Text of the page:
As charming and interesting as it looks, it remains to be understood why the front passenger would prefer the second 10.9-inch screen as compared with its central counterpart – after all, they are positioned right next to each other, are identical, and manage the same functions (music and navigation). And the only difference is that the one dedicated to the passenger has less functionality.
For the Guinness Book of Records, it is also worth mentioning that the four-zone air conditioner (an extra 842 Euros) can be accessed through another 5.9-inch display for the rear passengers. Unfortunately, such abundance is not matched by an equally extraordinary user experience – overall, it works well, and it’s fast, but it doesn’t set new benchmarks. What’s more, the wireless charging platform under the central armrest is anything but comfortable. Any other problems? Well, there’s Apple CarPlay but Android Auto is missing.
The overall finish, on the other hand, is impeccable, and the attention to detail is simply brilliant – nothing is less than well done. At times, here and there, you even get the impression of vague overengineering, but nothing too over the top. It’s evident not only in the choice of materials or the impeccable noise the doors make when you close them but also the little things, like the footwells for the rear seat passengers. It’s a nice way to maximize the potential of a passenger compartment that is neither cramped nor very spacious. Incidentally, here you have two big differences as compared to the Tesla, which is inferior to the Taycan in other areas but is more spacious. A few more inches in the rear compartment would certainly have been good for accessibility.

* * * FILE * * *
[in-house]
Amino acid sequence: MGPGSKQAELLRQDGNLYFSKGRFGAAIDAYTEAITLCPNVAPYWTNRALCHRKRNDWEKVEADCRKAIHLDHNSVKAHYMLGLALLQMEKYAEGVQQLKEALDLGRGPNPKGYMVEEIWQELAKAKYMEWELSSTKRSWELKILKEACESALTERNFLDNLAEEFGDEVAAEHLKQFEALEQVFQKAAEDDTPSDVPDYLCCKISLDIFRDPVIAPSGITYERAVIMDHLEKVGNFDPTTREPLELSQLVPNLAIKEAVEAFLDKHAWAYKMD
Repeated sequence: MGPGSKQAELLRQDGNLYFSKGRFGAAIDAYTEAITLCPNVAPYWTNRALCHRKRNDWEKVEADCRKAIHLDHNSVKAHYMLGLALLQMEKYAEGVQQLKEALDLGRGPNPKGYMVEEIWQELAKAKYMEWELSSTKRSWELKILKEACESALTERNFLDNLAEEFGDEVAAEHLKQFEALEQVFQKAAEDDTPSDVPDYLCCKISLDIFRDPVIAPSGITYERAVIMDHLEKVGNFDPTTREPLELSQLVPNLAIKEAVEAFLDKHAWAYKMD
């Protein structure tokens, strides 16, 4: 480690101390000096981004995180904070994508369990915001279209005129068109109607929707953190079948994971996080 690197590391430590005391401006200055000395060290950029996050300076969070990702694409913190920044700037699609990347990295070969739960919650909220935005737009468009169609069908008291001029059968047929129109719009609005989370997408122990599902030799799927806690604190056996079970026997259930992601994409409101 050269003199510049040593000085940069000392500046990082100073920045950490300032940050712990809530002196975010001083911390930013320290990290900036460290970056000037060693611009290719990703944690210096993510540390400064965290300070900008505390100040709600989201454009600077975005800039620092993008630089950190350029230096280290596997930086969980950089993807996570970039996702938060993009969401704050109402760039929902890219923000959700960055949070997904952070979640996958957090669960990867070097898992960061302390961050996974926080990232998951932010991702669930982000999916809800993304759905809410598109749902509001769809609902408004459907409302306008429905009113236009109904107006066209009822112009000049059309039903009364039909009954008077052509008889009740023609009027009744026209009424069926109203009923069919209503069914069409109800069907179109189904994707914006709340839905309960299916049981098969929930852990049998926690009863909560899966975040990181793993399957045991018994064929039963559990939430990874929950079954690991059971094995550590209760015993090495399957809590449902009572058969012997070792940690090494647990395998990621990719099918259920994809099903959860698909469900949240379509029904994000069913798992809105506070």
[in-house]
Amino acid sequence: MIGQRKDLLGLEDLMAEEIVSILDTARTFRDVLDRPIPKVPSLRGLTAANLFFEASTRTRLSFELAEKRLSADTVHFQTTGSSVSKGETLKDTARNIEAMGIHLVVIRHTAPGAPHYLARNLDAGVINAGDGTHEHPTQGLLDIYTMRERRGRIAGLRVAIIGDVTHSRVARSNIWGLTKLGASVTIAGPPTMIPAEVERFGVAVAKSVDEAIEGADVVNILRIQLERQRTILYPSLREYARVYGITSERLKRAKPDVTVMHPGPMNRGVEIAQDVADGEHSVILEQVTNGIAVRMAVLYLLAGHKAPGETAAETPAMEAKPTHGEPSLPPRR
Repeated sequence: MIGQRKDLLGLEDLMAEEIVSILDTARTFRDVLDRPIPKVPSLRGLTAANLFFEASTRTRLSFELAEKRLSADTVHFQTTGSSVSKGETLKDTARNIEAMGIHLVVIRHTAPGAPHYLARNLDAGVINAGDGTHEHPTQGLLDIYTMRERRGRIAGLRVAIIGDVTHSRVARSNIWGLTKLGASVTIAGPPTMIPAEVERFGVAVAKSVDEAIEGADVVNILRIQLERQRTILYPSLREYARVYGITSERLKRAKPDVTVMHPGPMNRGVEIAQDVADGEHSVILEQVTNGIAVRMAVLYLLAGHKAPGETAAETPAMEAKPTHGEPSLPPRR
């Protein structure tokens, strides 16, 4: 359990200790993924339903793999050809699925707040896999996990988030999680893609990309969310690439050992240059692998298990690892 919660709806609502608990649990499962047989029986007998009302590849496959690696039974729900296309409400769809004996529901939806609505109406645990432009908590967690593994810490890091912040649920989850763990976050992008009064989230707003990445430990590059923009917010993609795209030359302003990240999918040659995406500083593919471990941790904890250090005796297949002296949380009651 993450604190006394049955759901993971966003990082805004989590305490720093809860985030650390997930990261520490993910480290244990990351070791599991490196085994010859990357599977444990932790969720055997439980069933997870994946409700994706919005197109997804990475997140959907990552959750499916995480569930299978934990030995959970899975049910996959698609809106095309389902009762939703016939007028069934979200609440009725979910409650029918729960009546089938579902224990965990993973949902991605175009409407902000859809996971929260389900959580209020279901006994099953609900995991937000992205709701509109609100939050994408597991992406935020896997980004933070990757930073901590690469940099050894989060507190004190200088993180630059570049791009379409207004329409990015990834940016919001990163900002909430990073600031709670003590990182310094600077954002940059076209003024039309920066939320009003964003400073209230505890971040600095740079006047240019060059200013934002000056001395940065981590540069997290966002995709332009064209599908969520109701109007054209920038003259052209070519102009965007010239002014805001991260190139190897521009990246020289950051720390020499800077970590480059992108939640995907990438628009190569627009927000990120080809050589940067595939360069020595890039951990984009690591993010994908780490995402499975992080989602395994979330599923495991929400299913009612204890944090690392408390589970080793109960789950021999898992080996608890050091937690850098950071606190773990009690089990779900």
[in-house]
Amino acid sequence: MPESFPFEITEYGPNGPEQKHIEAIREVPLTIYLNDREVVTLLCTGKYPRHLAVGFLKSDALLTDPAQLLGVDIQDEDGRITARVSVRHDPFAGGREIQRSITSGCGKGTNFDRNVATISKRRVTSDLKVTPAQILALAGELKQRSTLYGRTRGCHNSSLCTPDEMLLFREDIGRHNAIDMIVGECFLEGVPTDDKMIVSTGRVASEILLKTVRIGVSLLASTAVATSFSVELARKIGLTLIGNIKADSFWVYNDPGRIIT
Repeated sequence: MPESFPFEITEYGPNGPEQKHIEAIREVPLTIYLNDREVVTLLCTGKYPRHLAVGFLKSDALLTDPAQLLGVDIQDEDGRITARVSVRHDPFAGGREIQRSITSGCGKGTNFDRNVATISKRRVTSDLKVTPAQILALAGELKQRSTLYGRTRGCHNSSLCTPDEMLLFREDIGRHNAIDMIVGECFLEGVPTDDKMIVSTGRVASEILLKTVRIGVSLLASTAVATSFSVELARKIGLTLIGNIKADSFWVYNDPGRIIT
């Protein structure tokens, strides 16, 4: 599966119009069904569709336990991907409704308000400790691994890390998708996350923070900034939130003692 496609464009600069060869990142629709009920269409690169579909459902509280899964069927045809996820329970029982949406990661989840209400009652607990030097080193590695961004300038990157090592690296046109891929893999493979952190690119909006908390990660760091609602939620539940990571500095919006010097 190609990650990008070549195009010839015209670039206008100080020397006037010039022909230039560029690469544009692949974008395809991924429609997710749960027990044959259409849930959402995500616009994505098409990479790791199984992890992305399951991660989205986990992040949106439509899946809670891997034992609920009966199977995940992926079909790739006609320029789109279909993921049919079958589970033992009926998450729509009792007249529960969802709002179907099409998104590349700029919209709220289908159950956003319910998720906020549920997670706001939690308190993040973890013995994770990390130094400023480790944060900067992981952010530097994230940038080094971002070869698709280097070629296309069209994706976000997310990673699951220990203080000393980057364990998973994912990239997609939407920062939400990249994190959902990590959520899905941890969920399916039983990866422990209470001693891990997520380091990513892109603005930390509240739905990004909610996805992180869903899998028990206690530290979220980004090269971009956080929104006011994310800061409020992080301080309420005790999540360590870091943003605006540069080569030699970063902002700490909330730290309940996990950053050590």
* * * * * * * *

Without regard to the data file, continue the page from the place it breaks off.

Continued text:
You don’t feel the weight
There is no Mezger here – the most extreme flat-six engine, named after Porsche’s iconic engine designer Hans Mezger, who unfortunately passed away a few weeks ago. Sure, there isn’t a thumping flat-six here, but there’s a spatial sound of the Porsche electrics at work to keep you from falling for clumsy nostalgic sentimentality. This is a step towards making the future sound more exciting. If nothing else, the sound helps engage the driver while driving fast. But, for everyday use, it’s no surprise that the Taycan offers a great combination of silence and comfort. The Taycan is as smooth and responsive as they come, while the chassis is incredibly responsive. And, with a claimed range of almost 400 kilometres (although, we didn’t quite achieve the stated range – the details of which you can see in this exhaustive test), it can even be used on long journeys.